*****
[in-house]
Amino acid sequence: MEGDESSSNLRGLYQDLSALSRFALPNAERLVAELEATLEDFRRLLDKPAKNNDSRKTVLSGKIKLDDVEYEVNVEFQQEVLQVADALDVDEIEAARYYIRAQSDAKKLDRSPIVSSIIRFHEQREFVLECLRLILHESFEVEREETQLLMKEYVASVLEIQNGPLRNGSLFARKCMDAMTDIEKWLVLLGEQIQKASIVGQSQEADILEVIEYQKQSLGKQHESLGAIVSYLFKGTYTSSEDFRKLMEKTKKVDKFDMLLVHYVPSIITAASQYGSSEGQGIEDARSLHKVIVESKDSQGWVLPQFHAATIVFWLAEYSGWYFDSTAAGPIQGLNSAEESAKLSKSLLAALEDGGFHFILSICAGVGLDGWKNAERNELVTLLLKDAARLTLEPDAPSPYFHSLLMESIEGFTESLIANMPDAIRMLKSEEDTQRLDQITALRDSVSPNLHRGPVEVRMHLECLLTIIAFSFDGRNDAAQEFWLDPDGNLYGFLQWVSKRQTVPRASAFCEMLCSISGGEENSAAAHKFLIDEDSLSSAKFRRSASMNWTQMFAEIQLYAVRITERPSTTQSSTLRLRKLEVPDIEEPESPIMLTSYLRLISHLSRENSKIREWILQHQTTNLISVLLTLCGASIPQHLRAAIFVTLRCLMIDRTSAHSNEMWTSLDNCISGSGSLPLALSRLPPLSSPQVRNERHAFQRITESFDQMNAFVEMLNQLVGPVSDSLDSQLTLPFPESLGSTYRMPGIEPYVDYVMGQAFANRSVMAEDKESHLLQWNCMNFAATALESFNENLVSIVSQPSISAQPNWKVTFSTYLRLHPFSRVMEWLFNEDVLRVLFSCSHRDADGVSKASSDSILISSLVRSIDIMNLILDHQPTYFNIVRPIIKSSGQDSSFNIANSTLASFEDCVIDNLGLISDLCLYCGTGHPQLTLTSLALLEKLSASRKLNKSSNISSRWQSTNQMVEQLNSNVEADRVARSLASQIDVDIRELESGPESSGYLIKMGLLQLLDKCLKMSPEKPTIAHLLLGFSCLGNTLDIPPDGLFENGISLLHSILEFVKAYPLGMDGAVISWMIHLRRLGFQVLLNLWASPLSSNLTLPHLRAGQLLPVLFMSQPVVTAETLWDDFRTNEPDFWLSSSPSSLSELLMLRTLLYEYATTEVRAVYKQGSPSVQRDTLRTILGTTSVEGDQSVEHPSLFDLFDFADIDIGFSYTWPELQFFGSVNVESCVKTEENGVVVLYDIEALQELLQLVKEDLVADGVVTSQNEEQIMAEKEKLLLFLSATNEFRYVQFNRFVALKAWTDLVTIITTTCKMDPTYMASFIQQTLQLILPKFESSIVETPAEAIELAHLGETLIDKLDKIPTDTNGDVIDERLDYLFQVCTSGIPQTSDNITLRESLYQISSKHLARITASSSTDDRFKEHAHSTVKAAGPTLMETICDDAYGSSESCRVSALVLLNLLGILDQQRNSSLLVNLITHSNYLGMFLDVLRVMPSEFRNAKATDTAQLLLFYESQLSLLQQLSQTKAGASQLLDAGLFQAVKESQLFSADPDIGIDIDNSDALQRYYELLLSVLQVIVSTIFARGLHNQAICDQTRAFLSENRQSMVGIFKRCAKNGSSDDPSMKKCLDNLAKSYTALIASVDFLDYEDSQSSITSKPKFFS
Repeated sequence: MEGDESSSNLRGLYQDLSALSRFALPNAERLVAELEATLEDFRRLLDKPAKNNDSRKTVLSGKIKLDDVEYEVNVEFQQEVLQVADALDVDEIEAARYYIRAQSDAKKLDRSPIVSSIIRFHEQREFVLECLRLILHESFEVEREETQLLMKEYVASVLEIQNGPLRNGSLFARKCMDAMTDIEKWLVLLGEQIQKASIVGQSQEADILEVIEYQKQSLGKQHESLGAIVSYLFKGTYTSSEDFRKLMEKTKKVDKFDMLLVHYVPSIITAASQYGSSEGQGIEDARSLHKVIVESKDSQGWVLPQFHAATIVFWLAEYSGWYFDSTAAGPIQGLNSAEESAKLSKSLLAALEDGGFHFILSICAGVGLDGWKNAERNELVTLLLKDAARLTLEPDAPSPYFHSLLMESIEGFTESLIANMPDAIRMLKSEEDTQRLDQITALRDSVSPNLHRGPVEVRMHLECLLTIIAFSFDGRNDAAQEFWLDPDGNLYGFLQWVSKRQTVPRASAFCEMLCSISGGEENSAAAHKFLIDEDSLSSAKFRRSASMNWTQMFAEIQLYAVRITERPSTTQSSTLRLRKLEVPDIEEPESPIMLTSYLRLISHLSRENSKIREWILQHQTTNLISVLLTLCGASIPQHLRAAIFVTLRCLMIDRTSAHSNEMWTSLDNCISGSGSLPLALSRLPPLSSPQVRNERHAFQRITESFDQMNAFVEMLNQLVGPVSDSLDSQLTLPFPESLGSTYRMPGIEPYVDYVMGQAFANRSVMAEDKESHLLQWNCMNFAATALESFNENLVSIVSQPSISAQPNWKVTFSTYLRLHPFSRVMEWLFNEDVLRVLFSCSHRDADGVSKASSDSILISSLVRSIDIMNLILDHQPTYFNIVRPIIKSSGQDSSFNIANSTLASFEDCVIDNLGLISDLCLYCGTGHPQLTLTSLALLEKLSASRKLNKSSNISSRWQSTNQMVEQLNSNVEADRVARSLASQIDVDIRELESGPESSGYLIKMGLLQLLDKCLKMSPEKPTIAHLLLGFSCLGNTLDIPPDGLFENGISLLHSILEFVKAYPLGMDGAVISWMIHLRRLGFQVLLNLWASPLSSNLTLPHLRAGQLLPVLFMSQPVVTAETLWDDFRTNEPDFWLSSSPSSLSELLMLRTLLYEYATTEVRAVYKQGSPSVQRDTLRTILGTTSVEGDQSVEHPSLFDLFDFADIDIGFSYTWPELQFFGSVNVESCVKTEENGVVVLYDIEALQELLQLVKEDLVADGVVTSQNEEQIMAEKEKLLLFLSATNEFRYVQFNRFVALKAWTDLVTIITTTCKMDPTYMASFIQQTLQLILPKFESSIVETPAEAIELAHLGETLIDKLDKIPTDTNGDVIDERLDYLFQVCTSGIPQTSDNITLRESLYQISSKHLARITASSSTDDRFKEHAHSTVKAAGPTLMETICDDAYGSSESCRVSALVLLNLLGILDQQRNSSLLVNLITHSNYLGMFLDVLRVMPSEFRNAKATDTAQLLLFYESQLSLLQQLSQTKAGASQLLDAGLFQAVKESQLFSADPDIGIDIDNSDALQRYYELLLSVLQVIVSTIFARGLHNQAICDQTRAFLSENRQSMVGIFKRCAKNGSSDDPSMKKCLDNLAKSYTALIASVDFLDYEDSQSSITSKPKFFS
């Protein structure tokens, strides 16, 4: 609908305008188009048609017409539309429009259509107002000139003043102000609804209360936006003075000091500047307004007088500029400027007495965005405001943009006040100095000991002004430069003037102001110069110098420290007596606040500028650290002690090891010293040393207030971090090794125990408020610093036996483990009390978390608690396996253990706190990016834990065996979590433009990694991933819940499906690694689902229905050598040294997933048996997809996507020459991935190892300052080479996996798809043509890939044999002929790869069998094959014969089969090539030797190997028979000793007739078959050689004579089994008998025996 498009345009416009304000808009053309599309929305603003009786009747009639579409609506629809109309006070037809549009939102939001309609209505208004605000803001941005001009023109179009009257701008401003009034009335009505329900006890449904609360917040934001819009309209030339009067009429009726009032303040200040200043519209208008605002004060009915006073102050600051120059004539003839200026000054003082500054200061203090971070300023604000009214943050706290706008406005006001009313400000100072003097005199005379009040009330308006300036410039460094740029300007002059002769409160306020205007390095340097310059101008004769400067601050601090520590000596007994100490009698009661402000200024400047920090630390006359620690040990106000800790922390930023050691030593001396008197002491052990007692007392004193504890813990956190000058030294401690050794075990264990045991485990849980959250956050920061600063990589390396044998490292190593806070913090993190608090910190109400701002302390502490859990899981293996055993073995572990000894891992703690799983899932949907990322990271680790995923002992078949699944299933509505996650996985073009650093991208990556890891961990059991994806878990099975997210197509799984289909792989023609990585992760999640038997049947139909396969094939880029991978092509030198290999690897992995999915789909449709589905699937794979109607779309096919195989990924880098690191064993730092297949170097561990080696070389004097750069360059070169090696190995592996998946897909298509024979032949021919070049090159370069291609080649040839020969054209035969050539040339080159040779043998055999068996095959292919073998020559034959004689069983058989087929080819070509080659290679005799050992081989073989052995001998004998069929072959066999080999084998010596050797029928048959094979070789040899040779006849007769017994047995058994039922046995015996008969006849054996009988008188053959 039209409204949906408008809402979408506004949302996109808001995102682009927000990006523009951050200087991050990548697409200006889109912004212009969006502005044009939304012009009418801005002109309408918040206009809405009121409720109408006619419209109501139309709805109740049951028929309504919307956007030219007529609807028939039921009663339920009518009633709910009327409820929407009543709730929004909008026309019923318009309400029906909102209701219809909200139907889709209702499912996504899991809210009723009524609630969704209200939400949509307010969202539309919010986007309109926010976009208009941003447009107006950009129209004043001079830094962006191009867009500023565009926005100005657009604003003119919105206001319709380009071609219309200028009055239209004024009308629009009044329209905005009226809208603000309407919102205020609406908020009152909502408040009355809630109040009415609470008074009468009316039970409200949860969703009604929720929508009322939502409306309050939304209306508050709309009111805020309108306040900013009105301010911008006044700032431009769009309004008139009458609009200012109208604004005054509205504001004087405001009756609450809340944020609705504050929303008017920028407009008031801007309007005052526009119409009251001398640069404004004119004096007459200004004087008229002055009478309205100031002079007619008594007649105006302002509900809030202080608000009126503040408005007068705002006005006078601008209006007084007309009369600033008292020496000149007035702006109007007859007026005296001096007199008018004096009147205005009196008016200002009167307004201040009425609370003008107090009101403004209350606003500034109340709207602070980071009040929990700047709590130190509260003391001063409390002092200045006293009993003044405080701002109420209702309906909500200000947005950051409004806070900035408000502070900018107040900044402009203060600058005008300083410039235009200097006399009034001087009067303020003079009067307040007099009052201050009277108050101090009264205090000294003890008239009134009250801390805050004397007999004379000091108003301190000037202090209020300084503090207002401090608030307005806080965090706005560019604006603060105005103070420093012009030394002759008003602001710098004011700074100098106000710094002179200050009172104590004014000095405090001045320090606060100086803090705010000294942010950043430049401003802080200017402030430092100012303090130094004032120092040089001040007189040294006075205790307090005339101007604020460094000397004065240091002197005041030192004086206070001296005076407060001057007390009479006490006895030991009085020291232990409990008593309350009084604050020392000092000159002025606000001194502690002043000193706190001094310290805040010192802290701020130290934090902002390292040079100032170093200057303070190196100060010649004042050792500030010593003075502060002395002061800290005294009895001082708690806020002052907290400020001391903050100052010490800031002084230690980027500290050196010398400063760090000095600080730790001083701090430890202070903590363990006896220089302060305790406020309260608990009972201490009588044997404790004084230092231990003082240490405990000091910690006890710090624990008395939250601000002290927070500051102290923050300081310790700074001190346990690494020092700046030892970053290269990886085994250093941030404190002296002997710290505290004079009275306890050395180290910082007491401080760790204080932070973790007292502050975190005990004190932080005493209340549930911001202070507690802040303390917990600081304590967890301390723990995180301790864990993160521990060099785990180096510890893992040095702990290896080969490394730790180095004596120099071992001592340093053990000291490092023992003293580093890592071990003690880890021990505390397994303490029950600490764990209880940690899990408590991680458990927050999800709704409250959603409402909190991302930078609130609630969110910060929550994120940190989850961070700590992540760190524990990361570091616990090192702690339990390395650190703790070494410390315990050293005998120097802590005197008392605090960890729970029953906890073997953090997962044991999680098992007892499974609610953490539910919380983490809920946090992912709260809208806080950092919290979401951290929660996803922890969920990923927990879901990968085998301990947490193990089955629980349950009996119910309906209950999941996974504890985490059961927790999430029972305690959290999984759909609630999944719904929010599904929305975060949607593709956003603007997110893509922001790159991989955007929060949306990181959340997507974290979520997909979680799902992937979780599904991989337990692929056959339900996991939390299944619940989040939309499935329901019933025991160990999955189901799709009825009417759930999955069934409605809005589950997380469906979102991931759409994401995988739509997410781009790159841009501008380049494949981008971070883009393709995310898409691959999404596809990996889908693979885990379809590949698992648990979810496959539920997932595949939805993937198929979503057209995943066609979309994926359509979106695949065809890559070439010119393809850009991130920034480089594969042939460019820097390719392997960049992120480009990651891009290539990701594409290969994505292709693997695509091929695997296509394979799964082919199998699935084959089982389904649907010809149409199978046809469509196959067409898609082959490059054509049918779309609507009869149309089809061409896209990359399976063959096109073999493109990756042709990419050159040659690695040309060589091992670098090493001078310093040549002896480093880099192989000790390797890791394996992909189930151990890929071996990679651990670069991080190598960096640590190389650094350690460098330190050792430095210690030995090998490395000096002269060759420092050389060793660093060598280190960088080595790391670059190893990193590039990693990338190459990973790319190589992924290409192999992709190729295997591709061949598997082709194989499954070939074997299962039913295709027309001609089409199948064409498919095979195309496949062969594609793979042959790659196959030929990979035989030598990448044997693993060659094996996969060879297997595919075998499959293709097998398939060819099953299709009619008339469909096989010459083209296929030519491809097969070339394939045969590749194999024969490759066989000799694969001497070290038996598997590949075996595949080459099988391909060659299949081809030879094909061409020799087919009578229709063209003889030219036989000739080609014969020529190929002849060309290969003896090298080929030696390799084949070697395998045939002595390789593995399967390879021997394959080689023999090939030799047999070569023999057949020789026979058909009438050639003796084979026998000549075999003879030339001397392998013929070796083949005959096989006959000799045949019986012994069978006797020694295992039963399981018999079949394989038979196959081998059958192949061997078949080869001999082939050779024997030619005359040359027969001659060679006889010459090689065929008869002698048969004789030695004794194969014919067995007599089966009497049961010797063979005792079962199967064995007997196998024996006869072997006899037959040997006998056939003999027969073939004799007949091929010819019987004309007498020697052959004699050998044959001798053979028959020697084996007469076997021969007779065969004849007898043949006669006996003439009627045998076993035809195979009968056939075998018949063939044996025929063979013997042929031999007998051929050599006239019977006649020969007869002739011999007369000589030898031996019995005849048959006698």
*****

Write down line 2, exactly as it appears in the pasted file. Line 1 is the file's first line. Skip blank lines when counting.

Amino acid sequence: MEGDESSSNLRGLYQDLSALSRFALPNAERLVAELEATLEDFRRLLDKPAKNNDSRKTVLSGKIKLDDVEYEVNVEFQQEVLQVADALDVDEIEAARYYIRAQSDAKKLDRSPIVSSIIRFHEQREFVLECLRLILHESFEVEREETQLLMKEYVASVLEIQNGPLRNGSLFARKCMDAMTDIEKWLVLLGEQIQKASIVGQSQEADILEVIEYQKQSLGKQHESLGAIVSYLFKGTYTSSEDFRKLMEKTKKVDKFDMLLVHYVPSIITAASQYGSSEGQGIEDARSLHKVIVESKDSQGWVLPQFHAATIVFWLAEYSGWYFDSTAAGPIQGLNSAEESAKLSKSLLAALEDGGFHFILSICAGVGLDGWKNAERNELVTLLLKDAARLTLEPDAPSPYFHSLLMESIEGFTESLIANMPDAIRMLKSEEDTQRLDQITALRDSVSPNLHRGPVEVRMHLECLLTIIAFSFDGRNDAAQEFWLDPDGNLYGFLQWVSKRQTVPRASAFCEMLCSISGGEENSAAAHKFLIDEDSLSSAKFRRSASMNWTQMFAEIQLYAVRITERPSTTQSSTLRLRKLEVPDIEEPESPIMLTSYLRLISHLSRENSKIREWILQHQTTNLISVLLTLCGASIPQHLRAAIFVTLRCLMIDRTSAHSNEMWTSLDNCISGSGSLPLALSRLPPLSSPQVRNERHAFQRITESFDQMNAFVEMLNQLVGPVSDSLDSQLTLPFPESLGSTYRMPGIEPYVDYVMGQAFANRSVMAEDKESHLLQWNCMNFAATALESFNENLVSIVSQPSISAQPNWKVTFSTYLRLHPFSRVMEWLFNEDVLRVLFSCSHRDADGVSKASSDSILISSLVRSIDIMNLILDHQPTYFNIVRPIIKSSGQDSSFNIANSTLASFEDCVIDNLGLISDLCLYCGTGHPQLTLTSLALLEKLSASRKLNKSSNISSRWQSTNQMVEQLNSNVEADRVARSLASQIDVDIRELESGPESSGYLIKMGLLQLLDKCLKMSPEKPTIAHLLLGFSCLGNTLDIPPDGLFENGISLLHSILEFVKAYPLGMDGAVISWMIHLRRLGFQVLLNLWASPLSSNLTLPHLRAGQLLPVLFMSQPVVTAETLWDDFRTNEPDFWLSSSPSSLSELLMLRTLLYEYATTEVRAVYKQGSPSVQRDTLRTILGTTSVEGDQSVEHPSLFDLFDFADIDIGFSYTWPELQFFGSVNVESCVKTEENGVVVLYDIEALQELLQLVKEDLVADGVVTSQNEEQIMAEKEKLLLFLSATNEFRYVQFNRFVALKAWTDLVTIITTTCKMDPTYMASFIQQTLQLILPKFESSIVETPAEAIELAHLGETLIDKLDKIPTDTNGDVIDERLDYLFQVCTSGIPQTSDNITLRESLYQISSKHLARITASSSTDDRFKEHAHSTVKAAGPTLMETICDDAYGSSESCRVSALVLLNLLGILDQQRNSSLLVNLITHSNYLGMFLDVLRVMPSEFRNAKATDTAQLLLFYESQLSLLQQLSQTKAGASQLLDAGLFQAVKESQLFSADPDIGIDIDNSDALQRYYELLLSVLQVIVSTIFARGLHNQAICDQTRAFLSENRQSMVGIFKRCAKNGSSDDPSMKKCLDNLAKSYTALIASVDFLDYEDSQSSITSKPKFFS